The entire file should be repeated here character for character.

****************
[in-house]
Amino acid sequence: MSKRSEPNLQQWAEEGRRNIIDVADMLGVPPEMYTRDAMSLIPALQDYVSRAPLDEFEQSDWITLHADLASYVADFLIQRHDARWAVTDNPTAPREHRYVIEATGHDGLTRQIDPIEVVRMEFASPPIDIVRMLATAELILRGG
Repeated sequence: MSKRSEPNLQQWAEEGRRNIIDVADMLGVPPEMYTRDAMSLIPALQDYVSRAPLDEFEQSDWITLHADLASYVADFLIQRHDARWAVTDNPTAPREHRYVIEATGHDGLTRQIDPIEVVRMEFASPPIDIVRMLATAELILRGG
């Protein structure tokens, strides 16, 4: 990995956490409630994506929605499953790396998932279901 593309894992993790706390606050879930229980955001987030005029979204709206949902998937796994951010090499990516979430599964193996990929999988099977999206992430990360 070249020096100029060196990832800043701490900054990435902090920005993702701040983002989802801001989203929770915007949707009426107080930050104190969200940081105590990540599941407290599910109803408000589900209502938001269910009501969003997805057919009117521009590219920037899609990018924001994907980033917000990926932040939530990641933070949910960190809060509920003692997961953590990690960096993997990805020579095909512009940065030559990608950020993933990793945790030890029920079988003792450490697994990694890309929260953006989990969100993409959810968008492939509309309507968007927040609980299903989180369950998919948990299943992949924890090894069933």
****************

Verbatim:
[in-house]
Amino acid sequence: MSKRSEPNLQQWAEEGRRNIIDVADMLGVPPEMYTRDAMSLIPALQDYVSRAPLDEFEQSDWITLHADLASYVADFLIQRHDARWAVTDNPTAPREHRYVIEATGHDGLTRQIDPIEVVRMEFASPPIDIVRMLATAELILRGG
Repeated sequence: MSKRSEPNLQQWAEEGRRNIIDVADMLGVPPEMYTRDAMSLIPALQDYVSRAPLDEFEQSDWITLHADLASYVADFLIQRHDARWAVTDNPTAPREHRYVIEATGHDGLTRQIDPIEVVRMEFASPPIDIVRMLATAELILRGG
């Protein structure tokens, strides 16, 4: 990995956490409630994506929605499953790396998932279901 593309894992993790706390606050879930229980955001987030005029979204709206949902998937796994951010090499990516979430599964193996990929999988099977999206992430990360 070249020096100029060196990832800043701490900054990435902090920005993702701040983002989802801001989203929770915007949707009426107080930050104190969200940081105590990540599941407290599910109803408000589900209502938001269910009501969003997805057919009117521009590219920037899609990018924001994907980033917000990926932040939530990641933070949910960190809060509920003692997961953590990690960096993997990805020579095909512009940065030559990608950020993933990793945790030890029920079988003792450490697994990694890309929260953006989990969100993409959810968008492939509309309507968007927040609980299903989180369950998919948990299943992949924890090894069933």